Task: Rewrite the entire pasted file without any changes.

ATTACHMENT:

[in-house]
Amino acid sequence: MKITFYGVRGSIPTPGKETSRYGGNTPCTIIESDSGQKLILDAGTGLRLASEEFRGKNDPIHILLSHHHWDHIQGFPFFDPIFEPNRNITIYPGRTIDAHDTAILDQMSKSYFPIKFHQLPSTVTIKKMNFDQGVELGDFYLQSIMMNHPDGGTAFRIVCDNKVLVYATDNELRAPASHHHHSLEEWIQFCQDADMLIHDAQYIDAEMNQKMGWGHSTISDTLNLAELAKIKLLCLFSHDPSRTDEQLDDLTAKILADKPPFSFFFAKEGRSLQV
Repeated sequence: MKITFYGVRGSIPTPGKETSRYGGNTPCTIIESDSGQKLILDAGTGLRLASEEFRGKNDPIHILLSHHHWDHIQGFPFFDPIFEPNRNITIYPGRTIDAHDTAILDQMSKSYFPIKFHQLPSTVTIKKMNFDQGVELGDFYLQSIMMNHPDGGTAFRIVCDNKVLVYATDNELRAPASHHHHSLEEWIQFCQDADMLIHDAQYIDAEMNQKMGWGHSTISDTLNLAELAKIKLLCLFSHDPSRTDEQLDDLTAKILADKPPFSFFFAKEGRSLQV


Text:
[in-house]
Amino acid sequence: MKITFYGVRGSIPTPGKETSRYGGNTPCTIIESDSGQKLILDAGTGLRLASEEFRGKNDPIHILLSHHHWDHIQGFPFFDPIFEPNRNITIYPGRTIDAHDTAILDQMSKSYFPIKFHQLPSTVTIKKMNFDQGVELGDFYLQSIMMNHPDGGTAFRIVCDNKVLVYATDNELRAPASHHHHSLEEWIQFCQDADMLIHDAQYIDAEMNQKMGWGHSTISDTLNLAELAKIKLLCLFSHDPSRTDEQLDDLTAKILADKPPFSFFFAKEGRSLQV
Repeated sequence: MKITFYGVRGSIPTPGKETSRYGGNTPCTIIESDSGQKLILDAGTGLRLASEEFRGKNDPIHILLSHHHWDHIQGFPFFDPIFEPNRNITIYPGRTIDAHDTAILDQMSKSYFPIKFHQLPSTVTIKKMNFDQGVELGDFYLQSIMMNHPDGGTAFRIVCDNKVLVYATDNELRAPASHHHHSLEEWIQFCQDADMLIHDAQYIDAEMNQKMGWGHSTISDTLNLAELAKIKLLCLFSHDPSRTDEQLDDLTAKILADKPPFSFFFAKEGRSLQV